Epigenetics Could Be the Key to Progress on Lou Gehrig’s Disease
On July 4, 1939, one of the greatest baseball players of all time, Lou Gehrig, stood before a crowd at Yankee Stadium and uttered this famous line: “Today I consider myself the luckiest man on the face of the earth.”
The tragically ironic declaration was part of Gehrig’s farewell speech. The beloved slugger was retiring from baseball after being diagnosed with a disease that killed him less than two years later.
Amyotrophic lateral sclerosis (ALS), which came to be known as Lou Gehrig’s disease, was first recognized 150 years ago. But it remains incurable. It’s a neurodegenerative disease that slowly destroys the motor neurons, gradually taking away a patient’s ability to eat, speak, move, and breathe.
In a recent review article, scientists emphasized the importance of a field within ALS research, one that could someday lead to new treatment options: epigenetics. Growing evidence shows that epigenetics — changes to gene expression that don’t modify the DNA code — play a role in the disease. Because epigenetic markers can be targeted with pharmaceuticals, this research could eventually lead to new ALS therapeutics.
The article, authored by Professor Mariana Torrente (Brooklyn College, The Graduate Center), Ph.D. students Seth Bennett and Samantha Cobos, and research specialist Royena Tanaz, appears in the journal Translational Research.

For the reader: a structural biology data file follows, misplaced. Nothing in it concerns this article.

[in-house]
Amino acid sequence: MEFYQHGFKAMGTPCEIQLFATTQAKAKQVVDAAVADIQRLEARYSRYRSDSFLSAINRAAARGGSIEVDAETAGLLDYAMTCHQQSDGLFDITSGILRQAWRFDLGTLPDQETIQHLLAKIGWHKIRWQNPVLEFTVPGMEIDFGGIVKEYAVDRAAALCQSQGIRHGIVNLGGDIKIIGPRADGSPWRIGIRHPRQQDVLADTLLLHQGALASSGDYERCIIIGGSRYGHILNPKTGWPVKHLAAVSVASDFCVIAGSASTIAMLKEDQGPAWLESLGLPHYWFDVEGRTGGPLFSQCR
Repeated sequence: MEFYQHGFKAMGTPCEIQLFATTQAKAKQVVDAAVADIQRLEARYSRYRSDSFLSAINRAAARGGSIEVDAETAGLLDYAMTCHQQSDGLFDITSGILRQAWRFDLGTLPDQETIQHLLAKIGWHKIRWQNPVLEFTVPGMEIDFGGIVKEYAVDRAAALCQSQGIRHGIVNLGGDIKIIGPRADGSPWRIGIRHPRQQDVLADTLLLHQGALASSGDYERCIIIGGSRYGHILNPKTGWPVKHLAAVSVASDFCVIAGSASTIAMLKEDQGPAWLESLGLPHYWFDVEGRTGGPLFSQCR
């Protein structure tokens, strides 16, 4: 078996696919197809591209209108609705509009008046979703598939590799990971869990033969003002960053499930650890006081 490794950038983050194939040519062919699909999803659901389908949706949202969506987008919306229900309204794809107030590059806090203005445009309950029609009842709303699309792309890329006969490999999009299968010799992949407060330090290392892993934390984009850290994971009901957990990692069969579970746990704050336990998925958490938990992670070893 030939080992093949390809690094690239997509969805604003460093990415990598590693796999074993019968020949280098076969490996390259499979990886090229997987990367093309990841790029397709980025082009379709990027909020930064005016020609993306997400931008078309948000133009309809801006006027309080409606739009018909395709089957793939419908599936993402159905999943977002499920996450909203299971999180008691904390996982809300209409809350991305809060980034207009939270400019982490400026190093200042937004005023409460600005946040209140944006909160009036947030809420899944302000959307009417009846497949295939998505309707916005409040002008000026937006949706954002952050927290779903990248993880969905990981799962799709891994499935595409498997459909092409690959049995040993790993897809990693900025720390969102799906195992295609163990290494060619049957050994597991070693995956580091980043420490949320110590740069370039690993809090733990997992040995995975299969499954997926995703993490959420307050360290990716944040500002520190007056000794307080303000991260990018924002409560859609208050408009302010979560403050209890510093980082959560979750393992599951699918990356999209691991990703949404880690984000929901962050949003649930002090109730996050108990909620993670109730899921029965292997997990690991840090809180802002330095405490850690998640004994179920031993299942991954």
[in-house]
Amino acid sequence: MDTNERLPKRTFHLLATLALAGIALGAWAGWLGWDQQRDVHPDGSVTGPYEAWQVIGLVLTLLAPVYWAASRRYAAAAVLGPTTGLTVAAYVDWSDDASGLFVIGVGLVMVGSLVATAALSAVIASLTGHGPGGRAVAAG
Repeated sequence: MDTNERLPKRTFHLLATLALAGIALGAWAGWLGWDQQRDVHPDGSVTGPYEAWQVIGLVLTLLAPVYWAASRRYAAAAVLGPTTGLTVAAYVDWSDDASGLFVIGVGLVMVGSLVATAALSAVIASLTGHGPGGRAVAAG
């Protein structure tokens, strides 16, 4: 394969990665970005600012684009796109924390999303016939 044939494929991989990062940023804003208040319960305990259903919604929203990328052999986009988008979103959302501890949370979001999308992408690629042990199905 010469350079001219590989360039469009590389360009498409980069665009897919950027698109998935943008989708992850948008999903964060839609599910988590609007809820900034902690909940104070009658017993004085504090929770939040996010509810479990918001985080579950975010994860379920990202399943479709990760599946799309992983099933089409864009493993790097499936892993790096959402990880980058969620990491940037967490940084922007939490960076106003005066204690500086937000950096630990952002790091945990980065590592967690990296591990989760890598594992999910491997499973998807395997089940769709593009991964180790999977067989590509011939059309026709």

Epigenetic markers are like an extra layer of genetic instructions on top of DNA. One example is histone modification: changes to the protein “spools” around which DNA winds to form a compact package.
“Epigenetic mechanisms are reversible,” Torrente said. “If there is an epigenetic problem, you can use a small molecule or peptide drug to counteract the effect and bring it back to normal.” This has already been done in research for cancer treatments, Torrente noted. The two currently approved ALS drugs can extend a patient’s lifetime but do not stop the disease’s progress or reverse its symptoms.
Research on epigenetics in the context of ALS is fairly new — only four or five years old, Torrente said. This young field is the focus of her lab, where they are now investigating histone modifications in ALS, both in yeast models and human cell lines.